The current CGT tax-free allowance stands at £12,000. From April 6th 2020, you must pay CGT after 30 days of selling the property. For more detailed information on what to expect with CGT on a second home, read our informative guide on capital gains tax when selling a property.
Further, if the property is transferred into your name, you will have to pay income tax on any profit you make from your inherited property. Many people typically let out an inherited property to cover the costs of debt and mortgage repayments, so remember to factor in the cost of income tax too.
You’ll have to report your income to HMRC by 5th October on a paper return or 31st January via an online return following the end of the tax year. It may be wise to involve an accountant with experience of handling estates and inheritance tax.
You should not have to pay stamp duty when you inherit a property. However, if you share the home with other beneficiaries and one of you decides to buy the others out, then stamp duty could be due during the transaction. It would be wise to speak to your solicitor or financial advisor for further information, especially if you are the person planning to buy out the other beneficiaries.
Inheriting a home with other people often makes the process slightly more complicated as you become joint owners. You and your siblings will all have to agree on any and all decisions made, together. One choice you must all discuss is selling the property. This is often the simplest solution as, once it’s sold, you can then all split the proceeds.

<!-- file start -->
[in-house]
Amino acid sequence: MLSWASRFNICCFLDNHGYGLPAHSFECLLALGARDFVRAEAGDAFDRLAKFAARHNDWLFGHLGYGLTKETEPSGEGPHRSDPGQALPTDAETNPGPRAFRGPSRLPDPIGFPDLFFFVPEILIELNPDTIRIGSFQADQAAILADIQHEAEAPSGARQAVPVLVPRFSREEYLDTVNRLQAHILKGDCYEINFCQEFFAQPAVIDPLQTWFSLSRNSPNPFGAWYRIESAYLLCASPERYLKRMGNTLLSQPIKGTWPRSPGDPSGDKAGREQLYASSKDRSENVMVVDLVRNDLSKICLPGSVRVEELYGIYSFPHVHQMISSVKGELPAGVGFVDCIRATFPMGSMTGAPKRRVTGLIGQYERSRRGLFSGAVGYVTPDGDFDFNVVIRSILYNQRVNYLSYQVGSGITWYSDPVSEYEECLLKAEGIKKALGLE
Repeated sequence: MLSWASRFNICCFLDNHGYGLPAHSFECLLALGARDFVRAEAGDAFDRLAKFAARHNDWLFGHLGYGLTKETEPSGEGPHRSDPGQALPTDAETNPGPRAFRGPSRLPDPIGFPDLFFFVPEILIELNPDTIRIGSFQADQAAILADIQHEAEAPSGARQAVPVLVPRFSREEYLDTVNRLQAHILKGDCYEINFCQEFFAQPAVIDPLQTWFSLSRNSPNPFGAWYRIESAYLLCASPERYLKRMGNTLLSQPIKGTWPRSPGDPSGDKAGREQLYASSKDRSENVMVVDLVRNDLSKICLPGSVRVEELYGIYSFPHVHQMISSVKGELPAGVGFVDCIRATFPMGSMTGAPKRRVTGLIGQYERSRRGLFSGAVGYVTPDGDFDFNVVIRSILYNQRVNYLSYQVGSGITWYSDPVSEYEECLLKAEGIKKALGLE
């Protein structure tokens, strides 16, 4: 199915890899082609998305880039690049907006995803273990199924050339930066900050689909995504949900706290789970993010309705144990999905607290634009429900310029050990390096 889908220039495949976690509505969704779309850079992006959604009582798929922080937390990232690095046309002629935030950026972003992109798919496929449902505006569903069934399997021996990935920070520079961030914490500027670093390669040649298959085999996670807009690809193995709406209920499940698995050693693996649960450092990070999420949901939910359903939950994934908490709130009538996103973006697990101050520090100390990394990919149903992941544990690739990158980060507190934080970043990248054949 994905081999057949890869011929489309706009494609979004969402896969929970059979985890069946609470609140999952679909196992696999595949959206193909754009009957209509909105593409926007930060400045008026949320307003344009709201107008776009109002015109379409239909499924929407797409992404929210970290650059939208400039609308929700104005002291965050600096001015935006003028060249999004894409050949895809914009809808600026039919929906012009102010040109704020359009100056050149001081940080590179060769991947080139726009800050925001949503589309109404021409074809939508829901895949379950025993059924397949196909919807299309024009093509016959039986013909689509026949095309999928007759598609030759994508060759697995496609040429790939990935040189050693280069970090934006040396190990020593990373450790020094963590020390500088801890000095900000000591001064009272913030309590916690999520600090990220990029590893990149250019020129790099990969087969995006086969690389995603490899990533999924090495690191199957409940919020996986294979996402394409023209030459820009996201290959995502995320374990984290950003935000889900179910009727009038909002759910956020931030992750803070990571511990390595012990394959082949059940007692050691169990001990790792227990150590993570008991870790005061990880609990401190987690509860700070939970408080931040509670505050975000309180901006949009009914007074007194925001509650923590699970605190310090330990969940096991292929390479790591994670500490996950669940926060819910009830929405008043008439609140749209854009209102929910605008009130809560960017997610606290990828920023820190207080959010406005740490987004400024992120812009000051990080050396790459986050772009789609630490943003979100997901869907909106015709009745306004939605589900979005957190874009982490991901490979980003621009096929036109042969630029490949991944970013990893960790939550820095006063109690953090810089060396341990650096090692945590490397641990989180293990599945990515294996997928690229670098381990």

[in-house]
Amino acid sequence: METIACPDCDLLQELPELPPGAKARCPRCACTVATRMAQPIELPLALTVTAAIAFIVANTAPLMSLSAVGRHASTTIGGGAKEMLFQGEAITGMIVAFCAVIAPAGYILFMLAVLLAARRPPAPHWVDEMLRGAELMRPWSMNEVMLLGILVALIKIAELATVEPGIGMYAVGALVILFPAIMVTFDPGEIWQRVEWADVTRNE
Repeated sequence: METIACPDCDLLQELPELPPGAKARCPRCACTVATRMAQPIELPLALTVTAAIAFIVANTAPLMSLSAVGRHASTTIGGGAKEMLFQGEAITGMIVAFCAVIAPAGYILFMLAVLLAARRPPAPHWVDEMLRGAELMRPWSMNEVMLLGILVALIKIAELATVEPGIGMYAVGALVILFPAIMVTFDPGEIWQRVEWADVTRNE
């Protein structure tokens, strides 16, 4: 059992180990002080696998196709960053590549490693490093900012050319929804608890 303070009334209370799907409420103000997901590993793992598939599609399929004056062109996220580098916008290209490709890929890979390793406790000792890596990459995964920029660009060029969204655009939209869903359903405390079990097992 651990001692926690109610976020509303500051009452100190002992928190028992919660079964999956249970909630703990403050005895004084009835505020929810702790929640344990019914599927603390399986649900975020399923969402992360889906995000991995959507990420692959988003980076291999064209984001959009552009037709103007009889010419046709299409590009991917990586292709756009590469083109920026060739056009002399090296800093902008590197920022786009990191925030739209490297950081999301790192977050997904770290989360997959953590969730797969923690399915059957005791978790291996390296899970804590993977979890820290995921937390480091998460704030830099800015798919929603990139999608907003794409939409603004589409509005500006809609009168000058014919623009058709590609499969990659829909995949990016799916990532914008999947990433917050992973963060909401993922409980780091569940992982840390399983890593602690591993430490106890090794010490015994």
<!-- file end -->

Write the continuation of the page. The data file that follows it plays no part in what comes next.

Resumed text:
If this is not agreed upon, you could discuss renting out the property. If this is what you choose, you will all have to come to a decision on who will manage the home: one of you or a lettings company? Whilst you go through your options, you will also have to determine how the costs and income will be split between you all.
Another option to consider is whether one of you would like to live in the property you’ve inherited. If someone prefers this option, you will all have to decide whether they should buy out the others or pay rent. No matter what decision you come to, it must be made together.
You may need to get certain home insurance when you inherit a property to ensure it’s fully protected. The type of home insurance you’ll need will depend on what you plan to do with the property. Some home insurances you might need for an inherited property include:
Second Home Insurance - If you choose to keep your inherited property whilst still living in your original home, you will need second home insurance. If you’re selling your current home and moving into the inherited property, standard home insurance will cover you.
Landlord Insurance - If you decide to let out your inherited property, you will need to take out landlord insurance. Many mortgage lenders will require you to have landlord insurance when you take out a buy-to-let mortgage.
Unoccupied Insurance - If you need time to decide what to do with your inherited property, it could be worth getting unoccupied insurance. You will need it if the property is going got be unoccupied for over 30 days.
Many people who inherit property choose to sell the house. This is because it will pay for any expenses and liabilities of the deceased's estate. The steps to sell a property in a deceased estate are: